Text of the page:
Bedtime reading has been wonky around here, with interruptions from overscheduling, but a long car ride gave us some extra time to read. Sonar X7 has found the 39 Clues books, managing to swallow up three of them over spring break. Now he’s working on some of Mike Lupica’s middle-grade sports books.
Sonar X9 reread the Percy Jackson and the Olympians series as a segue into reading The Heroes of Olympus series for the first time. Oh, it was hard to wait his turn to get his hands on a library copy of the much-coveted Son of Neptune.
Sonar X11 has scored the biggest coup, I think, recently finishing The Silmarillion. Few people I know have attempted to read that one, and fewer still have finished. Oh, so he was reading it as part of a graded school assignment. He still did it, and liked it.
We also managed to finish a couple of books out loud.
The Time Machine by H.G. Wells. Kindle free edition.
I suggested The Time Machine to the Sonars for bedtime reading (which is subject to a rigorous vetting regimen). They are becoming less likely to read anything I recommend. Which is to say that my recommendations are a sentence of doom to any book. I’ve taken to tucking books innocently in the reading basket or leaving the Sonars completely to their own choices without any input. They stand a better chance of not ignoring the good stuff that way. For whatever reason, The Time Machine caught their attention in spite of my suggestion.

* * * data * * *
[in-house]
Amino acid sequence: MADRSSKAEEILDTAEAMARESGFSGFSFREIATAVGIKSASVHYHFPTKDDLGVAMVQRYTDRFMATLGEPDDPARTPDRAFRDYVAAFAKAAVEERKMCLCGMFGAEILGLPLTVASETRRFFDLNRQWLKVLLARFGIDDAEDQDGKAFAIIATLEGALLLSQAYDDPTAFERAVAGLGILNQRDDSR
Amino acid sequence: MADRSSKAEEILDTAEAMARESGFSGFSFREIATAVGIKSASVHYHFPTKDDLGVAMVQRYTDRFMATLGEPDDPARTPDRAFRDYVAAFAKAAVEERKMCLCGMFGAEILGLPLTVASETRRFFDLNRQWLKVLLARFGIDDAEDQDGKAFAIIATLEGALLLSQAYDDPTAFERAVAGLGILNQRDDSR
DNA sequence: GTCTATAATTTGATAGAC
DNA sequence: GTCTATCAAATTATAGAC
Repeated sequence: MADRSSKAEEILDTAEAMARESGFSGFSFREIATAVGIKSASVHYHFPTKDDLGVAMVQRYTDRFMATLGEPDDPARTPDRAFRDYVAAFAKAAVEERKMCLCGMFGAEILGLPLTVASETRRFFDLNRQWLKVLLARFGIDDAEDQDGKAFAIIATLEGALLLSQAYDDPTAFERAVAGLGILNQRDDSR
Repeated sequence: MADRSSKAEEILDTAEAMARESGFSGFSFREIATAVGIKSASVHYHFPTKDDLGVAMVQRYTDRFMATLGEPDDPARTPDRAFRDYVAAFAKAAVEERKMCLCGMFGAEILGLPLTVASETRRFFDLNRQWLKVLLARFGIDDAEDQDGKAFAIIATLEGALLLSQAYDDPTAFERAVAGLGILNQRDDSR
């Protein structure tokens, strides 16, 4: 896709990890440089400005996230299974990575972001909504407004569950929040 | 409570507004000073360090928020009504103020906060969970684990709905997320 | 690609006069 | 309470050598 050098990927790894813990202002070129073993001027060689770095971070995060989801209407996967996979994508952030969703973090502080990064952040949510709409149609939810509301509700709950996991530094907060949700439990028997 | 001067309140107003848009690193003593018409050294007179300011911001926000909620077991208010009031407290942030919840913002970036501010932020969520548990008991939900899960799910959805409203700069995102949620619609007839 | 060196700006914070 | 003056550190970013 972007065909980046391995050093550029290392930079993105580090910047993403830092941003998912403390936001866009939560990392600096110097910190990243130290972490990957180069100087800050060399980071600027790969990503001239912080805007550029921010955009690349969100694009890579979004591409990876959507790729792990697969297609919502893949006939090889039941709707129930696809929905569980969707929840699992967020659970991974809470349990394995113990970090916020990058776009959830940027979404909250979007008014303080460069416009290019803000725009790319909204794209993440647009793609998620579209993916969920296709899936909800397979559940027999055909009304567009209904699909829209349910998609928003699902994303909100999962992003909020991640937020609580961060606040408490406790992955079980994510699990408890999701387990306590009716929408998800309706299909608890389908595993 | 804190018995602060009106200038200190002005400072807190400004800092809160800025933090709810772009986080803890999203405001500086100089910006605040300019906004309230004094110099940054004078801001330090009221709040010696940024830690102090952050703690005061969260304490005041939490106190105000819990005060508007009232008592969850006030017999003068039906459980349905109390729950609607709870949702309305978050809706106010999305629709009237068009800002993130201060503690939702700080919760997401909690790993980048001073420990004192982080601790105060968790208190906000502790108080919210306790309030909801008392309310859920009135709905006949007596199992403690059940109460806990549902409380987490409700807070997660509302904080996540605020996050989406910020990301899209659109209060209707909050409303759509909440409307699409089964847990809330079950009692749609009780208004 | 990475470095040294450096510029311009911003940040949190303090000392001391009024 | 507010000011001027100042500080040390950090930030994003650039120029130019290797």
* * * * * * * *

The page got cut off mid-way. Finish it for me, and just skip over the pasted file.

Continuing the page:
I’m not sure how well any of them would have handled this one alone. It’s short, but the century-old style and diction feels foreign to them, as does the boys’-club setting of the group of men meeting for dinner and cigars. Together we were able to navigate some of the that difficulty and get a chance to enjoy the story.
The coolest part (at least for me and the older Sonars) was recognizing sci-fi tropes that for Wells were innovative, but we know them as routine or even cliche. We also enjoyed some surprise at how modern the nineteenth-century philosophy and science was. We share many social concerns. Wells’ vision of the future was both weird and uncanny. And in the end, the Sonars were riveted by the suspense and puzzled by the vague ending.
Artemis Fowl: The Opal Deception by Eoin Colfer. Scholastic 2005.
This is the fourth book in the series about the preteen criminal mastermind. I’m not sure I have anything new to say about Artemis Fowl. The Sonars love these books and they’re fun to read out loud.
Artemis - his memories of anything fairy-related erased in the previous book - returns to a life of crime, specifically stealing a painting from another thief. But pixie-villain Opal Koboi has escaped her coma and incarceration to seek revenge on those who jailed her. She wants to frame Holly for murder, feed Artemis to trolls and destroy the fairy world of Haven before setting herself up to rule humanity as a precocious human girl. Can Artemis and his human and fairy friends survive, stop Opal, and save their reputations before Mr. and Mrs. Fowl return from vacation???
As soon as I finished reading the last page, the Sonars wanted me to start reading The Lost Colony (Book 5) right away. but it will have to go into the queue behind The Phantom Tollbooth and The Order of the Phoenix.